Moldova has not used Russian gas since late last year, but it is keeping open the option of buying supply from Gazprom if conditions are right, the head of the Russian gas giant’s local subsidiary said on Tuesday.
Since last December, Gazprom’s daily supply of 5.7 million cubic meters (mcm) has been channeled to the pro-Russian separatist Transdniestria region, which broke away from Moldova as the Soviet Union was collapsing in 1990.
Moldova, one of Europe’s poorest countries, has denounced Russia’s war in neighboring Ukraine and has been beset by years of disputes that pre-date the war over payment for Russian gas.
The Russian gas is used by a power station in Transdniestria that produces 80 percent of Moldova’s electricity at low rates, so Moldova is keen to keep the arrangement in place. The rest of Moldova has been using gas from European suppliers bought through the state-owned gas and power company Energocom.
Vadim Ceban, head of Gazprom subsidiary Moldovagaz, said purchases of Russian gas for the bulk of Moldova’s territory are possible if the right conditions are met.
“Theoretically, we can buy Russian gas, but this is subject to two key conditions - the price of gas must be lower than that proposed by Energocom and there must be appropriate volumes as needed by Moldova,” Ceban told Reuters.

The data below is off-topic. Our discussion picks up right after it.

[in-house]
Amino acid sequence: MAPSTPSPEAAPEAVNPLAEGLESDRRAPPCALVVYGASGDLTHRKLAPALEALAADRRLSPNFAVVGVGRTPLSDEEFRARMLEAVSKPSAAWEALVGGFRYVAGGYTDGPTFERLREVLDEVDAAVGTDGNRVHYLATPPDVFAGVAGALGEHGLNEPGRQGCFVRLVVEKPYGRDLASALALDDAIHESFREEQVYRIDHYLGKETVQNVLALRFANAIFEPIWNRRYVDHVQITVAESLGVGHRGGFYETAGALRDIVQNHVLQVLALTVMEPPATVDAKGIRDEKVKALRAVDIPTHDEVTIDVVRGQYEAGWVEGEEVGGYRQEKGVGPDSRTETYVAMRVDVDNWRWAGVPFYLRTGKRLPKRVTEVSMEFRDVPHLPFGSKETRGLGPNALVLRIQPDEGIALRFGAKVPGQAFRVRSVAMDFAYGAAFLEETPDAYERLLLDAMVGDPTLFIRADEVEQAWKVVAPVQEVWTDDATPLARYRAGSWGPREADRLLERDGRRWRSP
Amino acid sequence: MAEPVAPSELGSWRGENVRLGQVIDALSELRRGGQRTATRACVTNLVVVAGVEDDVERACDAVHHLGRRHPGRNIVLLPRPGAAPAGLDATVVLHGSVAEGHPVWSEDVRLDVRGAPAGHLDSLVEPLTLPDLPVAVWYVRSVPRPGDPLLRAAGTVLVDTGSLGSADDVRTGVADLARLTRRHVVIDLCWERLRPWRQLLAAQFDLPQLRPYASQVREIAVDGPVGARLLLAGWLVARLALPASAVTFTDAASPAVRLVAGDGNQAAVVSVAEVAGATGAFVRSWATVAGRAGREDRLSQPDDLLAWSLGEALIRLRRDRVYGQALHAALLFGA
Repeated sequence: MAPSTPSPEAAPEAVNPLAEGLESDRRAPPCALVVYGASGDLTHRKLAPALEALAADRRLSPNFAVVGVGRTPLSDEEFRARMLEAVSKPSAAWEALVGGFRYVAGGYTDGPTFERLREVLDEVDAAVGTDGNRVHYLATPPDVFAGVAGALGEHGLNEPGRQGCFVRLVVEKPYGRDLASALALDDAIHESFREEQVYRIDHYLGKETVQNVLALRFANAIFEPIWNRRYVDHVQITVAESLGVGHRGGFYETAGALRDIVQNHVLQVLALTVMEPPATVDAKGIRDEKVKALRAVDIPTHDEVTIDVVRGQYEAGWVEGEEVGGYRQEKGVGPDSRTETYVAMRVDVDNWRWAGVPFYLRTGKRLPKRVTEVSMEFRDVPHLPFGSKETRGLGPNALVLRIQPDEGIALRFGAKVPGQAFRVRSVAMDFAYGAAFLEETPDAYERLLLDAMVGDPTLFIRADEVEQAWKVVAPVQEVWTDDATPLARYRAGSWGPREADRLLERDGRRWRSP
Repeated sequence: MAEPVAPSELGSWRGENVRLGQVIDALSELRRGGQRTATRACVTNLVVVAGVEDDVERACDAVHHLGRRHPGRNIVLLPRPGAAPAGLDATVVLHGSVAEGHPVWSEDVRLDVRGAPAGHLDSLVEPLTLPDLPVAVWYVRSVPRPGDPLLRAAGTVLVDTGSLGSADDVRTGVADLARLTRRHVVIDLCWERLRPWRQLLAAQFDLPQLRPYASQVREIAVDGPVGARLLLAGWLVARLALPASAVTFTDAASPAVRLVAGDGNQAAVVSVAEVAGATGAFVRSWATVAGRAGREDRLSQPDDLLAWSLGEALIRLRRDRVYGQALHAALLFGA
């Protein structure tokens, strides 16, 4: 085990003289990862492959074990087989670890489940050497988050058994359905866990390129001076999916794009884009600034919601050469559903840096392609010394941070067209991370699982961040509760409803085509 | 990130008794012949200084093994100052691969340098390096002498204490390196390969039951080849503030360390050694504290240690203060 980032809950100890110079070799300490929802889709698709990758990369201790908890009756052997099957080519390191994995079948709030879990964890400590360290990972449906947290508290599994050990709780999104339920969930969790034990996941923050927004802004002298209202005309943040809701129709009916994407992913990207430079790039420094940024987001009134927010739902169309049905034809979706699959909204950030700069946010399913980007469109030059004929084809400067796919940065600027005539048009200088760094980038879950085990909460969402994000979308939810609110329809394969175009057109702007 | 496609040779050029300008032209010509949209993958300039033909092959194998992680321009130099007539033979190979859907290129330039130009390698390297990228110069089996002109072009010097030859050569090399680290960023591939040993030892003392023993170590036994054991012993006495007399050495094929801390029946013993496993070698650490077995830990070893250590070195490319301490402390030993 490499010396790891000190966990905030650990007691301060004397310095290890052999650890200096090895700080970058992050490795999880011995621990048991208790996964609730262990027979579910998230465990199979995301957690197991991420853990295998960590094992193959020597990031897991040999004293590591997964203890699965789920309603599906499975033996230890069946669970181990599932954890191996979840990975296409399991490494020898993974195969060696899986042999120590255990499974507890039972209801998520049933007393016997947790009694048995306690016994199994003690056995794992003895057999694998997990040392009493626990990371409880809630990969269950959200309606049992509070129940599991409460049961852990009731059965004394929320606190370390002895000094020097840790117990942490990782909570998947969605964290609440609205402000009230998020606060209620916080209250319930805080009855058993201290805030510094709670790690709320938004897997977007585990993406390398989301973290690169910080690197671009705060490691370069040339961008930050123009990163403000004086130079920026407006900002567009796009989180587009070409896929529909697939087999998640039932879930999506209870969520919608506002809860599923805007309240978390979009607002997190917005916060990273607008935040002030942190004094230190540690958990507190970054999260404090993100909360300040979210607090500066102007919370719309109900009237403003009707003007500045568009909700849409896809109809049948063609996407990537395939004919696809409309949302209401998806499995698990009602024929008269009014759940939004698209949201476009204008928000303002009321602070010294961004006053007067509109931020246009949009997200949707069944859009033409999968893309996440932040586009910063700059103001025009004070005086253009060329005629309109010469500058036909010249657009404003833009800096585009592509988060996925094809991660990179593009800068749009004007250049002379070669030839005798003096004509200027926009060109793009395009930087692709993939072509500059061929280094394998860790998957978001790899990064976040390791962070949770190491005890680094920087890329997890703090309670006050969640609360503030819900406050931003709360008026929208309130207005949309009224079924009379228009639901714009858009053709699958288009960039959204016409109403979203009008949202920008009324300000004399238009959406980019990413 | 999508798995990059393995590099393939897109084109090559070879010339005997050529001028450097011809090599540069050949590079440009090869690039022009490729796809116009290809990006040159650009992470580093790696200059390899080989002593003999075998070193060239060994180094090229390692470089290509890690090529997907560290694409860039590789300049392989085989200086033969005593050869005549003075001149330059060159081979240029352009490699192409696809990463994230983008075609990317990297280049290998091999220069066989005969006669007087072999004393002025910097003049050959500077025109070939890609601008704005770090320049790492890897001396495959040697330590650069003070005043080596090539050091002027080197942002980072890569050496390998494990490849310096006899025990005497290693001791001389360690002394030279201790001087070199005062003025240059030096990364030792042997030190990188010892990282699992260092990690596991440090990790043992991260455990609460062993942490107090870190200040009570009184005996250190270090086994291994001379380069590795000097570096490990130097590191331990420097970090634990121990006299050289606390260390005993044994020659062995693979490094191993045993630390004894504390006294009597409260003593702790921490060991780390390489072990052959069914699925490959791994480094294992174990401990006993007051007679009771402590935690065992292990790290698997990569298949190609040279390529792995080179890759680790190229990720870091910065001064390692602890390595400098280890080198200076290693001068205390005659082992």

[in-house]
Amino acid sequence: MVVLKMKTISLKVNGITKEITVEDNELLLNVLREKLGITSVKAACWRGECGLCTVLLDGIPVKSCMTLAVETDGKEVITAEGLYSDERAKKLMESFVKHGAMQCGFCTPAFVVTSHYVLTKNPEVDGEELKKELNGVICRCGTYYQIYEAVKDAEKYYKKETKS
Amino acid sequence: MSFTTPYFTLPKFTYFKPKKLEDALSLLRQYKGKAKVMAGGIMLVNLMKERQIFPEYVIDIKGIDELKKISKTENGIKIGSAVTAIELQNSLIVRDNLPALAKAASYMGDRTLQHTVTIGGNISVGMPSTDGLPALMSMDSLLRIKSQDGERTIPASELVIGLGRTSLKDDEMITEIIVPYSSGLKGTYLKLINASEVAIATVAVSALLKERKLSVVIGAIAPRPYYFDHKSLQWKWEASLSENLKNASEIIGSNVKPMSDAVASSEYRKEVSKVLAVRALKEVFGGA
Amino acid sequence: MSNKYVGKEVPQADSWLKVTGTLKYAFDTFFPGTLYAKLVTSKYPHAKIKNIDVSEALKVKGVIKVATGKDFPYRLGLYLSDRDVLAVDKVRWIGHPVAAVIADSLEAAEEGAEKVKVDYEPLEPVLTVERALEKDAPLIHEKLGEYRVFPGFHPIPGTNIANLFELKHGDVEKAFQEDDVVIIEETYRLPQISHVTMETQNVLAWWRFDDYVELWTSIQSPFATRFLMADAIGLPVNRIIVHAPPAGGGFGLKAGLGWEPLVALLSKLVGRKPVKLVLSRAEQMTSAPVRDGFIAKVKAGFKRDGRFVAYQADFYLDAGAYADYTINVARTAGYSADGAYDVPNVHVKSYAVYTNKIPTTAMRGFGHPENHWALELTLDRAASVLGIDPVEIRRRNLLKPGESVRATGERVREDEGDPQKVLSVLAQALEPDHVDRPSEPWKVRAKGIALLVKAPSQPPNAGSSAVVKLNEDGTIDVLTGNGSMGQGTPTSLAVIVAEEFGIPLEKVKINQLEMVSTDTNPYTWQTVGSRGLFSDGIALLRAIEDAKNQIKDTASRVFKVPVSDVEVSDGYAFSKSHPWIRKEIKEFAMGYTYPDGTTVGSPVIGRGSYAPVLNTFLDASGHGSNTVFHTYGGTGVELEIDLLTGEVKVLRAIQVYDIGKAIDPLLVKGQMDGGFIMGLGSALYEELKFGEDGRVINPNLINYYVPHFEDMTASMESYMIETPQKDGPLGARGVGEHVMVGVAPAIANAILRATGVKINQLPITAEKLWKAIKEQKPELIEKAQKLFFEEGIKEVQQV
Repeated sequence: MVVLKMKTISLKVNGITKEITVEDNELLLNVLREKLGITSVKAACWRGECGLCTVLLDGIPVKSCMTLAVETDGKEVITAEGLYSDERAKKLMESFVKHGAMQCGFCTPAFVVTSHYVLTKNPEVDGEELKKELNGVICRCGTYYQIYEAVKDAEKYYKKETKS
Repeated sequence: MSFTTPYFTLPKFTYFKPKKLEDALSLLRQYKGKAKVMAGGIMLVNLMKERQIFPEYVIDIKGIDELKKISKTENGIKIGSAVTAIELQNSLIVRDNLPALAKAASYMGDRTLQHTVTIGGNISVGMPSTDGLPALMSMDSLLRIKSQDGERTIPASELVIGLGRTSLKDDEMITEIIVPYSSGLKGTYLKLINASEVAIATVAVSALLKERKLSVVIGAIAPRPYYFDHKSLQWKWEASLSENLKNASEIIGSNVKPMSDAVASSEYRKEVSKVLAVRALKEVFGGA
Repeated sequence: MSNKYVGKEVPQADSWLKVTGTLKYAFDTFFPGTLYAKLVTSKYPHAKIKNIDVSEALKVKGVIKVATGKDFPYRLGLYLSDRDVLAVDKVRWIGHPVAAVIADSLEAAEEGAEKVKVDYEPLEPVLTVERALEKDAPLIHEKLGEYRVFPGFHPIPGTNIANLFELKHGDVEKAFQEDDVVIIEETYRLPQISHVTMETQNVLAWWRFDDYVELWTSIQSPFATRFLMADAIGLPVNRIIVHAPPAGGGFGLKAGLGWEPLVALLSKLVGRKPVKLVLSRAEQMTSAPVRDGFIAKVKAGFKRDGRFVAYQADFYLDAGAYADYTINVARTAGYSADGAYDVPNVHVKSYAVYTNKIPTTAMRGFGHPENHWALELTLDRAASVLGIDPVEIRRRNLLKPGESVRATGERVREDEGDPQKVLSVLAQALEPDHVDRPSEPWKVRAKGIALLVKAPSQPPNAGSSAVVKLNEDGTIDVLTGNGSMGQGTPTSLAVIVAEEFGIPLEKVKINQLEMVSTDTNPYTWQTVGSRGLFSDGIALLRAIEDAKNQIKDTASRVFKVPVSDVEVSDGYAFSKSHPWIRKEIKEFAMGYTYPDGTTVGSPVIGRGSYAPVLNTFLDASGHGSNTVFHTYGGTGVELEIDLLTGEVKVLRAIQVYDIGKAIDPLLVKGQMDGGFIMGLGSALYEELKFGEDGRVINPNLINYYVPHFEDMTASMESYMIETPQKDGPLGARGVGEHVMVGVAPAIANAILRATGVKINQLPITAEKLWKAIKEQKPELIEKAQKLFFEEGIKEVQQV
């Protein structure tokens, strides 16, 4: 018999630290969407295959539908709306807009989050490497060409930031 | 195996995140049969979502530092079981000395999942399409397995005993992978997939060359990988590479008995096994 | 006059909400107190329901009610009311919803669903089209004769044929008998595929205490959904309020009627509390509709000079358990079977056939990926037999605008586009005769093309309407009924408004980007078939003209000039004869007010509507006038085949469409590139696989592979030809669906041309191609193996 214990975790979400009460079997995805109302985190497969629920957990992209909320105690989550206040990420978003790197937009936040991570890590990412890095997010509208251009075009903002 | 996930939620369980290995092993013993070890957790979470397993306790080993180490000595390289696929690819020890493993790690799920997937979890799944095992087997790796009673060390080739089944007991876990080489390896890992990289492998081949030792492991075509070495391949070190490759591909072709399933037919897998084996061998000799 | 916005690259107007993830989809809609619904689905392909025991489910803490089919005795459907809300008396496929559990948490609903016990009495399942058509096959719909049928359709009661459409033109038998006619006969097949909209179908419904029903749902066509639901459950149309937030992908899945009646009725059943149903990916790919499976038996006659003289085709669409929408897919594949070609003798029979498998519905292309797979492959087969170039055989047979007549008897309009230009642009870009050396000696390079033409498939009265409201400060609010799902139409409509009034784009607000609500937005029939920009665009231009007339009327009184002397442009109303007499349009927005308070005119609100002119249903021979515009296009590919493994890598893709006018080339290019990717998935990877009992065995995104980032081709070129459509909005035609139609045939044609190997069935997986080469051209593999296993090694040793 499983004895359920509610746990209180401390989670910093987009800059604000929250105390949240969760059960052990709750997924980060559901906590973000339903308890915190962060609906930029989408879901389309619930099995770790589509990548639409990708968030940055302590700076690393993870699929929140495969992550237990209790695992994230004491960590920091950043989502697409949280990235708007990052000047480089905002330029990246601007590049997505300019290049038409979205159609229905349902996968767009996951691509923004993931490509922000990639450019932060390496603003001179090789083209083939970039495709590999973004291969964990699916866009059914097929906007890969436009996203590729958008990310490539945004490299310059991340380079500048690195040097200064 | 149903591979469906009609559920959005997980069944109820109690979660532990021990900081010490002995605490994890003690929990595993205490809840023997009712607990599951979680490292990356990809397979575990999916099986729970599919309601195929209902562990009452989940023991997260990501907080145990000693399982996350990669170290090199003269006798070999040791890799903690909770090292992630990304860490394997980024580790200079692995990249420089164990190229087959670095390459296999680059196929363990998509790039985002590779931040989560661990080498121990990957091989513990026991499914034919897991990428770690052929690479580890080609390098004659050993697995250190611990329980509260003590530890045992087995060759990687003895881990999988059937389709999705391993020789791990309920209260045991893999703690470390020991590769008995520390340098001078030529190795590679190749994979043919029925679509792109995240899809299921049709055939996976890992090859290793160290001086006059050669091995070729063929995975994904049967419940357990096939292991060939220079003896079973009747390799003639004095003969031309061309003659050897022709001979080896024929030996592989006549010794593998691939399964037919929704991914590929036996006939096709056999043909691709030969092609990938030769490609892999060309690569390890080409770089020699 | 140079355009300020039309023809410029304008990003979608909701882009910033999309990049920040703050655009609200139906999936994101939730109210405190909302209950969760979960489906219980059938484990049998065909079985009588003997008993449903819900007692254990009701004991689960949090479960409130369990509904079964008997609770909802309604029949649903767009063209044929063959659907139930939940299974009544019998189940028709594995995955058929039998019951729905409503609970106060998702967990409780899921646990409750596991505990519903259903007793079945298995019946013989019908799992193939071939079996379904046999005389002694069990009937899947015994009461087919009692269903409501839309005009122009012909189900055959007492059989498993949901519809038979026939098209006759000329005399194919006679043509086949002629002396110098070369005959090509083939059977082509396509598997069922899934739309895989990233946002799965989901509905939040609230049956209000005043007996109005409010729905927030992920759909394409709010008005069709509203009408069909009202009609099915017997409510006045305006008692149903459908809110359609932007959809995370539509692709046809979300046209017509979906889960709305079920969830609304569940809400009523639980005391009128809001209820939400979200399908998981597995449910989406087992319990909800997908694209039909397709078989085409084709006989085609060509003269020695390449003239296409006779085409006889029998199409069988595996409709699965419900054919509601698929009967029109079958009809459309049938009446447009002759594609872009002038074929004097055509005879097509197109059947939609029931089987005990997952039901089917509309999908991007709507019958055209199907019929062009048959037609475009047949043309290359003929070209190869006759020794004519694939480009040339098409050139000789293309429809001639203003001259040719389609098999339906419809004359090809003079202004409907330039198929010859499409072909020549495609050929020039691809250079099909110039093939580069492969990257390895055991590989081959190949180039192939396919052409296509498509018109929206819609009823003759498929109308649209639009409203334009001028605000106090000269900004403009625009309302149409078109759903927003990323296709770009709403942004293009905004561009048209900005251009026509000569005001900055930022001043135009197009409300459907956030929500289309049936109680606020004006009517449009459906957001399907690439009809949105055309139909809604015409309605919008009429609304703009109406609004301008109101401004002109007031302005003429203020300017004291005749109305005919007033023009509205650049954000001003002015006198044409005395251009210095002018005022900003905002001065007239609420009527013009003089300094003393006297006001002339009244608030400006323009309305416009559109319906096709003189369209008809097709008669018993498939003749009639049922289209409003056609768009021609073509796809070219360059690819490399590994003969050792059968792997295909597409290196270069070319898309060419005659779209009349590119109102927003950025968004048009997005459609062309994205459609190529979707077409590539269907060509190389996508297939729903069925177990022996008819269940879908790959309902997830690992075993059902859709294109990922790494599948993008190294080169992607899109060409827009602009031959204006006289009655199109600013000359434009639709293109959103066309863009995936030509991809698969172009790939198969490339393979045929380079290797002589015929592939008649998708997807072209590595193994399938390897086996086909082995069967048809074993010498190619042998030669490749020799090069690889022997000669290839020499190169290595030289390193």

The current contract between Moldovagaz and Gazprom provides for prices higher than those offered through Energocom by European suppliers.
“The situation on gas purchases will become clear once the conditions on supplying gas from Energocom are proposed in the first quarter of 2024,” Ceban said.
Moldovan Energy Minister Victor Parlicov told a conference in Bucharest on Monday that Moldova had secured sufficient quantities of European gas and had no plans to buy gas from Gazprom for use in areas under the government’s control.
But on Tuesday, he acknowledged that purchases of Russian gas were possible, subject to strict conditions.
“It’s possible, if Gazprom proposes a favorable price and if Russia does not impose political conditions,” Parlicov told the news outlet newsmaker.md.
“I do not rule out Gazprom looking for ways to supply (the government-controlled part of) Moldova west of the Dniestr River and at the best prices. And we will have the opportunity to choose,” Parlicov was cited as saying.
Purchases of Western European gas were made possible last winter by a financing facility of 300 million euros ($314 million) from the European Bank for Reconstruction and Development.
Moldova uses 1.1 billion cubic meters (bcm) of gas annually, while Transdniestria consumes 2.2 bcm.
Transdniestria, long supported financially and politically by Moscow, has not made payments for Russian gas for some time, and Gazprom has not sought to collect the arrears.
Transdniestria fought a brief war with newly independent Moldova in 1992, and 1,500 Russian troops remain there as peacekeepers as part of a ceasefire negotiated that year.